I finished rererereading The Wheel of Time and resisted the urge to start over again, mostly because I have library books due and need to read them. I considered returning them unread, but the librarian was kind enough to deliver them and I didn’t think it proper to be so dismissive of her kind gesture.
The Wheel of Time has some hugely glaring faults, not the least being that Robert Jordan fell in love with his world and apparently didn’t want to waste even a single idea that crossed his mind, even if it didn’t fit with the story. He also had the annoying habit of creating characters for no apparent reason, pounding away at unimportant plot points and then simply dropping them, while at the same time, barely touching on some important issues. He seemed to like playing games with his readers and he especially seemed to like being mysterious for the sake of being mysterious, neither of which did anything to move the story along. He also seemed to change his mind about things he set up in early books, so that there are some awkward gear changes in later books.
But, that being said, the work really is brilliant. He is one of the few major writers I have heard about in the past few decades who actually spent years researching and building his world before he ever began writing. It’s fun trying to pick out all the symbolism and cultures, philosophies and costumes, influences and archetypes. But more than that, it’s a world of old-fashioned values such as honor and obligation, as well as being a world of less pleasant strictures such as compulsory obedience. But without the bad to push against, the good wouldn’t be as apparent. At times, the writing is almost lyrical, which helps lend an otherworldly air to the work.
I wondered how spending two months reading and rereading such a massive work would affect my interest in books taking place in today’s world, and as I feared, today’s world feels . . . clunky. It’s not just books that feel clunky, to be honest. Other things do too, such as modern methods of doctoring. In Jordan’s world, the “witches” can delve into people and heal them almost immediately instead of having them go through horrendous “therapies,” such as the cancer protocols of today. In some cases and places in The Wheel of Time, thought becomes real, so that one isn’t always battering against the solidity of this world. (Our world truly shouldn’t feel so solid, considering that things are made of atoms and atoms are comprised of a few particles, a bit of energy, and a lot of empty space.)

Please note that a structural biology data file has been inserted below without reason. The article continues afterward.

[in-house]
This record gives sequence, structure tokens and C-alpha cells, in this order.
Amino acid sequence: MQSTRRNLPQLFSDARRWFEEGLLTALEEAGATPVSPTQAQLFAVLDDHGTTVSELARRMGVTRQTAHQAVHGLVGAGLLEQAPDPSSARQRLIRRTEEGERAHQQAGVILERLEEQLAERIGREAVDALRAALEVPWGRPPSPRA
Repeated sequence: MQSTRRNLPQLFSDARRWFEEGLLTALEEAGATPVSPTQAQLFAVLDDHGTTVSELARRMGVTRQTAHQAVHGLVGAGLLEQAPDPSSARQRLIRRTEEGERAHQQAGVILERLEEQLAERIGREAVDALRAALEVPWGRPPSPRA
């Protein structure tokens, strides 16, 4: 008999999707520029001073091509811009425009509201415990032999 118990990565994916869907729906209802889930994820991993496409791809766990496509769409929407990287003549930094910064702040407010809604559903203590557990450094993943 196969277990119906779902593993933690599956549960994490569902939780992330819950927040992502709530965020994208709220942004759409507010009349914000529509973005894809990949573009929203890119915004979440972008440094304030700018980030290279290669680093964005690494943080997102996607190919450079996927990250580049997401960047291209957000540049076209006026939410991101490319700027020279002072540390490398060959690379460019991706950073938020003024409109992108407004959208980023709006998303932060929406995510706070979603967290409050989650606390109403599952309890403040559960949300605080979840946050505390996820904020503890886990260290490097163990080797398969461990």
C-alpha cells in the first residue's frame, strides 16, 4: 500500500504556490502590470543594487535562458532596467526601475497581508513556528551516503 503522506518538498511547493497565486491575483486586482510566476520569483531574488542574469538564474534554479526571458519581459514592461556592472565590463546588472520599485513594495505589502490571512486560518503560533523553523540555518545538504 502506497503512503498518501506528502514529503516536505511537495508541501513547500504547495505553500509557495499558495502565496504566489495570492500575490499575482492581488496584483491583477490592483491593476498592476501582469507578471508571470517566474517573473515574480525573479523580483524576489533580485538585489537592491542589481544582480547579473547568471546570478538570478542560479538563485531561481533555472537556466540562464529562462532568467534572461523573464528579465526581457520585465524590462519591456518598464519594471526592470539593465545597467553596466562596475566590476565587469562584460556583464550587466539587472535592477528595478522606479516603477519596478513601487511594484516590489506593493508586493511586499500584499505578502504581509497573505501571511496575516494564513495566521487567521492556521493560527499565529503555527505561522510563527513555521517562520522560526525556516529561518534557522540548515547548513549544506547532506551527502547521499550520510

Still, it’s probably good for me to do something other than spend so much time in a fake world, especially one not of my own making. (Though oddly, my as yet unpublished book is a world of my own creation, which takes our world then breaks it and remakes it in a different way. I can honestly say that Jordan did not influence me in any way since my book was written — and the sequel planned — long before I discovered his works.)
Meantime, I’m still chiseling away at the tarot, picking a card every day and seeing what it means as well as how other tarot artists depict the symbol. (Today’s card is the hierophant, if you’re interested. The word hierophant means “revealer of sacred things,” and the card indicates someone who helps unravel mysteries. It’s also about intuition, i.e.: inner tuition — inner instruction or guidance.)
I almost started a tarot journal today, but who starts a new project on the 28th of the month? It is the beginning of the week, so there is that, but the first of the month is just a few days away, which seems even a better time to start. It also gives me plenty of time to change my mind. If I don’t change my mind, there is the decision of how to do it, whether in a long hand journal, or on line. Long hand is easier in some ways since there is the possibility of hand/brain connections, but online would be easier if I wanted to include images. I considered continuing my tarot studies as part of this blog, adding a bit of my tarot learnings to the bottom of the daily article as I did today, but I have a hunch I am alienating readers who see the tarot as something less than admirable. On the other hand, posting to two blogs every day is a bit much.
On a lighter note, I’ve had a surprise. I thought all the wildflower seeds I planted were defunct, but I think it’s more that our severe drought kept them from germinating, because I found a small patch of bachelor buttons below a gutter drainpipe. I didn’t plant it there, but there it is.
Pat Bertram is the author of Grief: The Inside Story – A Guide to Surviving the Loss of a Loved One. “Grief: The Inside Story is perfect and that is not hyperbole! It is exactly what folk who are grieving need to read.” –Leesa Healy, RN, GDAS GDAT, Emotional/Mental Health Therapist & Educator